THERE are certain truths we do not tamper with when it comes to dealing with history. Unlike men like David Irving, we have no reason to question the Holocaust and the reality of six million Jews perishing at the hands of the Nazis.
Like so many men and women around the world, we are saddened every time a Japanese prime minister treks down to the Yasukuni shrine to pay homage to Japanese soldiers who died in the Second World War. We are unhappy because these dead men were among many who, in imperial Japan, laid millions of lives waste in China and Korea and elsewhere in the Far East.
We do not question the gruesome manner in which Japan's soldiers killed tens of thousands of Chinese in what has come to be known as the Nanjing Massacre in the 1930s. Our concern is not with how many were killed in Nanjing --- 300,000 or 155,000 or 200,000 --- but with the truth that genocide was committed, that it is a reality we cannot and must not question.
We do not take kindly to anyone who seeks to inform us that it was the communists in Indonesia who were behind the abortive coup in September 1965, a tragedy that left a number of senior military officers murdered. What we do know, and accept as the truth, is that the Indonesian army, led by General Suharto, went on a long rampage and would not stop until it had killed a million Indonesians.
The world does not question, and morally should not, the reality that the Khmer Rouge, in their frenzy to push Cambodia into what they thought would be a pastoral past, ended up killing anywhere between one and a half to two and a half million Cambodians. The scars remain, despite the passage of time.
Because we do not play truant with history, we do not disrespect the three million Bengalis who died at the hands of the Pakistan army and its local collaborators in 1971. Tikka Khan's assertion that only two passers-by were killed on 25 March 1971 or the Hamoodur Rahman Commission's finding that 26,000 Bengalis were murdered in 1971 is a badly peddled lie. The truth is in what men like R.J. Rummel have gone to pains to unearth about Bangladesh's sad legacy. Observe:
'. . . the Pakistani army killed 100,000 Bengalis in Dacca, 150,000 in Khulna, 75,000 in Jessore, 95,000 in Comilla, and 100,000 in Chittagong.'
A mere glimpse into what would be an ever-widening tragedy.
And Susan Brownmiller speaks of the Bengali women raped by Pakistan's soldiers:
'. . . 200,000, 300,000 or possibly 400,000 women (three sets of statistics have been variously quoted) were raped. Eighty per cent of the raped women were Moslems . . .'
Sit back and do your mathematics. And what you then have is an unassailable truth you cannot ignore. Those who question the Bengali death figures of 1971 are doing what Holocaust deniers have attempted doing over the decades.
There are assaults on our history elsewhere as well. And, predatory in nature as they are, calculated to create mischief, they must be fended off ruthlessly. There are elements, both in Bangladesh and outside it, who keep up the refrain of the 1971 conflict being a civil war between East and West Pakistan. They are wrong. Or they deliberately provoke us to outrage. Or they do not understand history.
In 1971, the war was between an occupied Bangladesh and a militarily aggressive Pakistan. An already gathering political crisis took an eerie new dimension, of a brutal kind, when the Pakistan army pounced, in the dark, on the people of Bangladesh. Bangabandhu Sheikh Mujibur Rahman did not decree that Bangladesh was a free state until the Pakistanis launched Operation Searchlight. Bangladesh became a free state, albeit under occupation, when it came under violent attack by Pakistan.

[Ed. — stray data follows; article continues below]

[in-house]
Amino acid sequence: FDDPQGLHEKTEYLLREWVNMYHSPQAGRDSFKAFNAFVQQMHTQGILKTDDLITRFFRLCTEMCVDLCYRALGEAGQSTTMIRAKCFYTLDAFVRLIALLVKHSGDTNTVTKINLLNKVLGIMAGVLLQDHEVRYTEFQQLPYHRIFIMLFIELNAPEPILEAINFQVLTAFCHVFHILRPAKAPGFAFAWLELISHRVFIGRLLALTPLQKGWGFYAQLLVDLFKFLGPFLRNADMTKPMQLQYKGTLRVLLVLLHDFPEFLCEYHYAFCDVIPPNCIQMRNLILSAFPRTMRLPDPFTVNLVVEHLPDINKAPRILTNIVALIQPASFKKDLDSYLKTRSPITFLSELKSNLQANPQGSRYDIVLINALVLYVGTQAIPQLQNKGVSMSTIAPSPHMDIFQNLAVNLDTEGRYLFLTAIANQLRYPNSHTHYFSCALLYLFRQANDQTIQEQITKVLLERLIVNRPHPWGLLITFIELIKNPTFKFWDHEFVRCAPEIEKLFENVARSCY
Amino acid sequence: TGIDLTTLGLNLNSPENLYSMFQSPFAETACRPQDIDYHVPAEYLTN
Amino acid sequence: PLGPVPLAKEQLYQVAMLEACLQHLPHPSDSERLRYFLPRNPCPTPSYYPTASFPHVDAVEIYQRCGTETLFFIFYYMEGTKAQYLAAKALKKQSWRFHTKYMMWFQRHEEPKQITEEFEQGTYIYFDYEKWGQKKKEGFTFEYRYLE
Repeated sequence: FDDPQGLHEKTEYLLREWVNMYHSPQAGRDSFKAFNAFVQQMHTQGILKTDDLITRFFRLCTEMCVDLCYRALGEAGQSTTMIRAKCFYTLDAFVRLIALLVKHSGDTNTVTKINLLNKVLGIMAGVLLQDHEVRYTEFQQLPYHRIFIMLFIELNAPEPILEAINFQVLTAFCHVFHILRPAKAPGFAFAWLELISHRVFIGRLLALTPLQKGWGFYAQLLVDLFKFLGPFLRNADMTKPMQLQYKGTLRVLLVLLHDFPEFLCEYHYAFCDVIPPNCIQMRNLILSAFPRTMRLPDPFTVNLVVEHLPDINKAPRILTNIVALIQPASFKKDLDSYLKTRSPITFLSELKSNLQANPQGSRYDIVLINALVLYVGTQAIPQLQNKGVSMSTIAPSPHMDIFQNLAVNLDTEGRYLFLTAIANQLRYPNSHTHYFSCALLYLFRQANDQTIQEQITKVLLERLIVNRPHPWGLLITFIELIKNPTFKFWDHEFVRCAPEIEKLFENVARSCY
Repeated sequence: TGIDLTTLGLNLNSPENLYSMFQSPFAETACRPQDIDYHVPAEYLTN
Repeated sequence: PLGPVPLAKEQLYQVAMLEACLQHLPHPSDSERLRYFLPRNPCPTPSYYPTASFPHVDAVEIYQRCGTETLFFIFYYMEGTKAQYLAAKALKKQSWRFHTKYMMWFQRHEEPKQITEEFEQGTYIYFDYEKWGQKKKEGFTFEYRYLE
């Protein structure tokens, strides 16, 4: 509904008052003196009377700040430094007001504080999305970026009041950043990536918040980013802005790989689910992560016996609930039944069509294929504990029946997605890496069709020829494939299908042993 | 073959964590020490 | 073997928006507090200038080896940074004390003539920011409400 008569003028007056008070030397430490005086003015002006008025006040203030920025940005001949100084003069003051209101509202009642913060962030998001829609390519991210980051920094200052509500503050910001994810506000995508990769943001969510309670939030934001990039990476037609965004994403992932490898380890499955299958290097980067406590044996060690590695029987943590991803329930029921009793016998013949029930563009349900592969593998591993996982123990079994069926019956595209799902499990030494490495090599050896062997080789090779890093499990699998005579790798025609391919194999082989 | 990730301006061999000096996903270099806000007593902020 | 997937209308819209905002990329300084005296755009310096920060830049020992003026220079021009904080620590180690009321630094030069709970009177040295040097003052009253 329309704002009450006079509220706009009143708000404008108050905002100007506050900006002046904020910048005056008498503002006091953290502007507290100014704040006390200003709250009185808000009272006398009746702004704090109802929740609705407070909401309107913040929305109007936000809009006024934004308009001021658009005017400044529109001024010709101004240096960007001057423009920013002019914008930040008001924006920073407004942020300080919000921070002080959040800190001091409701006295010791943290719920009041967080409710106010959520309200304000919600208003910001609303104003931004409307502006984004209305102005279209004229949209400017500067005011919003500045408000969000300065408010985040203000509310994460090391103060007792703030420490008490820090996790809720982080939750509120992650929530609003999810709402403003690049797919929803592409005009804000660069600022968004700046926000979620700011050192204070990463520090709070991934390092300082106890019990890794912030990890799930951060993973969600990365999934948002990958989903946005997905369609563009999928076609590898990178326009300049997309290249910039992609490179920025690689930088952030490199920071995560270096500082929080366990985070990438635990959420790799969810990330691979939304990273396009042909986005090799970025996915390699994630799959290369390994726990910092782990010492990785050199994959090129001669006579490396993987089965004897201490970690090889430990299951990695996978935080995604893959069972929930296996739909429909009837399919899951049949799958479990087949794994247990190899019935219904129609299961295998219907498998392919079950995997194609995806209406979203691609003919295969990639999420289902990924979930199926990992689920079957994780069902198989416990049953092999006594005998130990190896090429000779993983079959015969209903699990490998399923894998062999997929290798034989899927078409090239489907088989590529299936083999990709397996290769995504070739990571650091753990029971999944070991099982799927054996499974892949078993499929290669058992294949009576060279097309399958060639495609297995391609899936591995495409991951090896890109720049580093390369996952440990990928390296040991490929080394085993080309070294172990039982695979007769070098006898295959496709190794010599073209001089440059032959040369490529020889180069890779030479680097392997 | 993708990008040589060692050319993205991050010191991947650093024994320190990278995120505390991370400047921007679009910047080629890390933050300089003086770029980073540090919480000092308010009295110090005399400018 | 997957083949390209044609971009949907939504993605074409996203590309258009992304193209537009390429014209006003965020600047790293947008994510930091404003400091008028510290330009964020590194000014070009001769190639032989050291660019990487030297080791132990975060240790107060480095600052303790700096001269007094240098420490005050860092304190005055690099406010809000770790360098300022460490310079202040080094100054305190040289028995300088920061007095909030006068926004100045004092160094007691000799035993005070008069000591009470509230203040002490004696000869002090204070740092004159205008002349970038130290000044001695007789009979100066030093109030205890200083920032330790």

It was no civil war. Neither was it secession by any stretch of the imagination.
Secession was when the southern states of the United States of America, calling themselves the Confederate States of America, decided to move out of the union in 1861 over the issue of slavery. Secession occurred when eastern Nigeria, led by Odumegwu Ojukwu, declared itself the independent republic of Biafra and moved out of the federation of Nigeria. Secession happened when Moise Tshombe chose to take Katanga out of a newly independent Congo.
The United States eventually returned to being a full-blooded, unified family in 1865. Biafra, unable to beat off the pressure exerted on it by Nigeria, capitulated in 1970. Katanga was simply unable to go its own way and a few years later Tshombe took charge as prime minister of the Congo.
Bangladesh did not lose the war against Pakistan because it had not seceded from Pakistan. The Pakistan army launched a blitzkrieg against Bangladesh. The Bengalis hit back hard. Morality was on the side of the Bengalis and so was political discretion.
History apart, there are the self-righteous who speak to us of the need to uphold international standards as we seek justice over the war crimes committed forty three years ago. Observe the fact sheet, theirs:
International standards were not followed when Iraq was invaded, occupied and destroyed in 2003.
Nothing of international standards was there when Afghanistan was occupied by the western powers in 2001.
The law and decency became casualties when America did not take Osama bin Laden alive and put him on trial but gunned him down before disposing of his corpse in the sea.
The sham of a trial the fallen Saddam Hussein was subjected to came nowhere close to a preservation of international standards.
Panama's Manuel Noriega was abducted on George H.W. Bush's orders and lodged in prison in America. International standards were nowhere to be seen.
Rendition flights seized suspected terrorists and had them maltreated in countries known for brutality. Where were international standards of justice here?
Hypocrisy is no substitute for ethics. And inhabitants of glass houses ought not to proffer advice to those who live in poverty-driven yet enduring tenements.
The writer is Executive Editor, The Daily Star.